I'm interested in conversations about and I want to talk about
Know exactly what you want?
Show search

Notification

Error

Pension pot

User
Posted 09 May 2019 at 12:56

Why are pensions such a minefield? You work all your life then have to jump through hoops to understand your pension, or is that just me. Kev is at the non curable stage now but thankfully this horrible thing is being managed at the moment and he continues to work full time. We have set our hearts on having a caravan on the coast, somewhere to escape. How does everyone feel about accessing pension pots? If the money's there why not use it? 25% of it anyway. Any advice would be greatly received 

User
Posted 09 May 2019 at 14:11

Originally Posted by: Online Community Member

You really MUST go and get good independent financial advice before doing anything.

One impact of withdrawing anything from your pension is that the amount you can continue putting in to your pension tax efficiently afterwards is severely reduced (if I understand it correctly, which I might not), and that could have implications if he's still working and contributing to the pension fund. If you will eventually pass on an estate which is subject to inheritance tax, you might want to look at using other savings before you touch your pension funds too.

I'll say it again...
You really MUST go and get good independent financial advice before doing anything.

Agree re the advice!  You can withdraw 25% and still contribute the full amount provided you don't start drawing down on the remaining 75%!!  I know because I have done exactly this...  

 

User
Posted 09 May 2019 at 14:02

You really MUST go and get good independent financial advice before doing anything.

One impact of withdrawing anything from your pension is that the amount you can continue putting in to your pension tax efficiently afterwards is severely reduced (if I understand it correctly, which I might not), and that could have implications if he's still working and contributing to the pension fund. If you will eventually pass on an estate which is subject to inheritance tax, you might want to look at using other savings before you touch your pension funds too.

I'll say it again...
You really MUST go and get good independent financial advice before doing anything.

User
Posted 09 May 2019 at 14:08
Ok being brutal you need to estimate how long you will need funds from the pension to live as you would wish.

If your OH has a terminal diagnosis (<12 months)you also have other options including I believe being able to take the whole pot out tax free.

If it's a life limiting rather than terminal diagnosis and you have a defined benefit pension it may be worth converting that so any residue can be passed on via a will. If it's defined benefit there may be a dependant pension too so you have to be honest and add up which gives the most benefit to your circumstance.

User
Posted 10 May 2019 at 07:46

Originally Posted by: Online Community Member

One impact of withdrawing anything from your pension is that the amount you can continue putting in to your pension tax efficiently afterwards is severely reduced

That's not entirely true. I'm retiring myself in August, so I'm fresh out of meetings with financial advisors and a retirement course paid for by my employer to explore all this kind of thing.

Everyone has an allowance called the "Lifetime Tax Allowance" (LTA), which is the maximum amount you're allowed to draw as a pension under the very favourable tax laws that govern pensions.  For the 2019-2020 tax year the LTA is £1,055,000, so as long as your lifetime pension withdrawals are under that limit, withdrawing money from your pension pot will have no adverse effects, other than reducing the size of your pot and the amount of tax free money or income you can subsequently take from it.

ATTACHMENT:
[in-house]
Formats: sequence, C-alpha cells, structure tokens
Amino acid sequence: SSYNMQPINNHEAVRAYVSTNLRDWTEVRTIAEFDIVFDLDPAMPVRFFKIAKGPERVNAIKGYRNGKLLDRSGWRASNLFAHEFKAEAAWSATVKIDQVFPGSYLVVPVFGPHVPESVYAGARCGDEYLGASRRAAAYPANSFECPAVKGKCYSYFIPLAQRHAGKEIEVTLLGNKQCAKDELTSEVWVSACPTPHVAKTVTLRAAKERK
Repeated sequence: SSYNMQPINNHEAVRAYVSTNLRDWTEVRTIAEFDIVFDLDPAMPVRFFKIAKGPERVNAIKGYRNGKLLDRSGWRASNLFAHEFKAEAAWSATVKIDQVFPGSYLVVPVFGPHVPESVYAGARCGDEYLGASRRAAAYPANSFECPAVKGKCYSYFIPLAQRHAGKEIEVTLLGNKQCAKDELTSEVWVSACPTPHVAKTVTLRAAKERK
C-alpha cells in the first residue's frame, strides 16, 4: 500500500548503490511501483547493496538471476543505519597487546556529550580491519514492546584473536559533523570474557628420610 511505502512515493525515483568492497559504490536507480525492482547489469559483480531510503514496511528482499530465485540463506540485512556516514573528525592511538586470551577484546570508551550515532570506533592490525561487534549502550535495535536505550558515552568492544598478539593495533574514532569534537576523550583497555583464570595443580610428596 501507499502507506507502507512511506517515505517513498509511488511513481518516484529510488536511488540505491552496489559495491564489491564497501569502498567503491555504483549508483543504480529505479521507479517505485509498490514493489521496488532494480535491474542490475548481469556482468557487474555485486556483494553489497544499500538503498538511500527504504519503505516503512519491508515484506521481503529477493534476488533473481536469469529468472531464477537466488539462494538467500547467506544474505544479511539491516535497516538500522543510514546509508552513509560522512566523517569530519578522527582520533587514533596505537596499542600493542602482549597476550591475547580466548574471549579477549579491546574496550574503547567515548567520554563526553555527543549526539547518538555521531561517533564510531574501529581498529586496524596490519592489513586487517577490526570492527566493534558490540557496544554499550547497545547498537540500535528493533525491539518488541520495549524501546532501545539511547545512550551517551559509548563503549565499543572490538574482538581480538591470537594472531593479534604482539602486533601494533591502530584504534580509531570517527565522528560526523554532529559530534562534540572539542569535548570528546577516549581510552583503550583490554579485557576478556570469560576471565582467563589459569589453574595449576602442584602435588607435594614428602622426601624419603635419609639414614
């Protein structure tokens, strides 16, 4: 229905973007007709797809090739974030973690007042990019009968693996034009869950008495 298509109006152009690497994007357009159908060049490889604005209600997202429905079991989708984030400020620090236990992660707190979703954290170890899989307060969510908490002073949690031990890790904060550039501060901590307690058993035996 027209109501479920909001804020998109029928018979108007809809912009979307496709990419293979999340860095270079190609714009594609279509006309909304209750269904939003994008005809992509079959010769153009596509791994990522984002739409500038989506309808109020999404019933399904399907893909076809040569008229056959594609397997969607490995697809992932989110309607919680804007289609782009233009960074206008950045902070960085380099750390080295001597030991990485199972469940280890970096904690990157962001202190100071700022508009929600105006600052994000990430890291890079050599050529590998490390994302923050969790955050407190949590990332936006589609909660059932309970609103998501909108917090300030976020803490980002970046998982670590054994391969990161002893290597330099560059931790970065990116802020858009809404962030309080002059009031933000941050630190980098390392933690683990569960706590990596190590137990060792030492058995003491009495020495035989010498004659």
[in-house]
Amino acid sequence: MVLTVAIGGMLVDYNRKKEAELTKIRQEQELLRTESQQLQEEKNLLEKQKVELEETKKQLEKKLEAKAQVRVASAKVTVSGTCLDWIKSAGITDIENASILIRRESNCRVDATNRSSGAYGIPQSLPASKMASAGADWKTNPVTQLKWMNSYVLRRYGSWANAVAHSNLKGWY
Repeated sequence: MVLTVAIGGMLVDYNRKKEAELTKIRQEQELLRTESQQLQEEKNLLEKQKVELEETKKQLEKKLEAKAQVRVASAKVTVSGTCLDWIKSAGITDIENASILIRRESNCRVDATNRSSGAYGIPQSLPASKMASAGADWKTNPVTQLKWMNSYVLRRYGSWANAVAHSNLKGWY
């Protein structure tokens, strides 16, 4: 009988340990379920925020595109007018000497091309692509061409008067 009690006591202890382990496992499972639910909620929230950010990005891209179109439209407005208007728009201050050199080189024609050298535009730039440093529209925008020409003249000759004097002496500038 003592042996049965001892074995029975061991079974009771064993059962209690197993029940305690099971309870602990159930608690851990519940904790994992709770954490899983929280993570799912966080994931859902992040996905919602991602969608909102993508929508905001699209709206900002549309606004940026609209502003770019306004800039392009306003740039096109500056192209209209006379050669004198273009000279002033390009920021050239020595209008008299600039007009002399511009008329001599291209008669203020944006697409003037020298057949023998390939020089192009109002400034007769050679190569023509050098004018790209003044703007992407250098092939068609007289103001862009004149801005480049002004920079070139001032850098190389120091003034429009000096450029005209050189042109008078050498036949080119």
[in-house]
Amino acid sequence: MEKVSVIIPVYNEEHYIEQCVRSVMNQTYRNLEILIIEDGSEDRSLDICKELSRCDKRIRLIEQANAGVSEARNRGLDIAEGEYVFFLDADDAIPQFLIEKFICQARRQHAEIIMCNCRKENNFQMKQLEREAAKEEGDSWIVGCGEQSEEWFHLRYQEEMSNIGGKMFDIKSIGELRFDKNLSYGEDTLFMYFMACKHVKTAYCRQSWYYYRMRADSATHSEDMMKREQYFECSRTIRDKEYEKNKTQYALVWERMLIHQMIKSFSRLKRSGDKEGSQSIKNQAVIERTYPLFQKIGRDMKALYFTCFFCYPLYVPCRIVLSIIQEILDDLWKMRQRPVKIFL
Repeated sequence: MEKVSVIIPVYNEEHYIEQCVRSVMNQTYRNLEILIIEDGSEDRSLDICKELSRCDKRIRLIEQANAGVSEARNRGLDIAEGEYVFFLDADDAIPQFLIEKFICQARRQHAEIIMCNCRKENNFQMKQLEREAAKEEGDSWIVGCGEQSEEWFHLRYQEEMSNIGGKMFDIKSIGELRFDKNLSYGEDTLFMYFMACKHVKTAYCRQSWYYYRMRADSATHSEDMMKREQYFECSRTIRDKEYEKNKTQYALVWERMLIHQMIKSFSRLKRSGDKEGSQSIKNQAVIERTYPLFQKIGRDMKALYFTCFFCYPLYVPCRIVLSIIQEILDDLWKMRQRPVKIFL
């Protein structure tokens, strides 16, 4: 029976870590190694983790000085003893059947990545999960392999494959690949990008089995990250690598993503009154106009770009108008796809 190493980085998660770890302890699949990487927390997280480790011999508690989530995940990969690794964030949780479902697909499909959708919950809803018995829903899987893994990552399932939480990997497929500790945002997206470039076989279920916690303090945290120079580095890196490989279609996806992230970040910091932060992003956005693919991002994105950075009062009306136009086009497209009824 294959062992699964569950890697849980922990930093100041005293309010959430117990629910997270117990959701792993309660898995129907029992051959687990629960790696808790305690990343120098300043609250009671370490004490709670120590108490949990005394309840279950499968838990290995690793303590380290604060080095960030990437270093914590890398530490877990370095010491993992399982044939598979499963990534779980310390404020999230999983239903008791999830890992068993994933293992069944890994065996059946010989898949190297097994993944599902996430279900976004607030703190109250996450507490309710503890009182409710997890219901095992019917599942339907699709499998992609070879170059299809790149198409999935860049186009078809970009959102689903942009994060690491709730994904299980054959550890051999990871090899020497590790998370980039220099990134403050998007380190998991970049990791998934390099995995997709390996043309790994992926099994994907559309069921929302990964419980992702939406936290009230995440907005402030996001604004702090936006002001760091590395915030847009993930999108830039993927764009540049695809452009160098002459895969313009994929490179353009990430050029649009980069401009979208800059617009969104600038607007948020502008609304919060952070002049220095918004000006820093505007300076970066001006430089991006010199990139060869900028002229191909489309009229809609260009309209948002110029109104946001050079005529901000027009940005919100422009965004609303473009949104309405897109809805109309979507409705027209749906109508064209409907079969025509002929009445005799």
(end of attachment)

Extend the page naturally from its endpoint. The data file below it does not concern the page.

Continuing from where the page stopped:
You can take up to 25% of the value of your pension pot tax free, regardless of whether it's as a lump sum or a regular pension payment. The remaining 75% is taxed as normal. 

I certainly agree that the OP should speak to an independent financial advisor before making any decisions. I don't know if it's the same with all pensions providers, but my pension fund managers insisted that I get independent financial advice before withdrawing any funds.

Best wishes,

Chris

 

Edited by member 10 May 2019 at 09:26  | Reason: Not specified

User
Posted 11 May 2019 at 07:43
Denstar, you need to speak to a financial adviser who can cope with talking about death. With an incurable diagnosis, the conversations a FA needs to have with your OH are very different to normal. The first FA we had couldn’t cope with the short life thing and kept glossing over it, telling us the most important considerations were about maximising our income in 20 or 30 years.

Our new FA sought advice from an actuary and has instead advised us on the best financial considerations for the next 15 years. It isn’t just deciding whether to take out the 25% ... they will also need to work out with you how important things like a widow’s pension might be, and how much income you would need have a comfortable retirement.

In our case, based on the advice of the magic money man, John has taken the 25% from two pension pots, has left 75% of one where it is for now, is drawing a pension of about £400 per month from the 75% of other one, and has put all of his little pots from previous employers into one new pension pot. They worked out that the crossover point (where the option we have taken becomes less than we would have got by waiting) is 17 years from now - it was up to J and I to decide whether we were happy with that risk. To be honest, having the 25% tax free plus a small monthly income has been brilliant and if he is still around in 17 years’ time we might lose out financially but will have won the cancer game convincingly :-)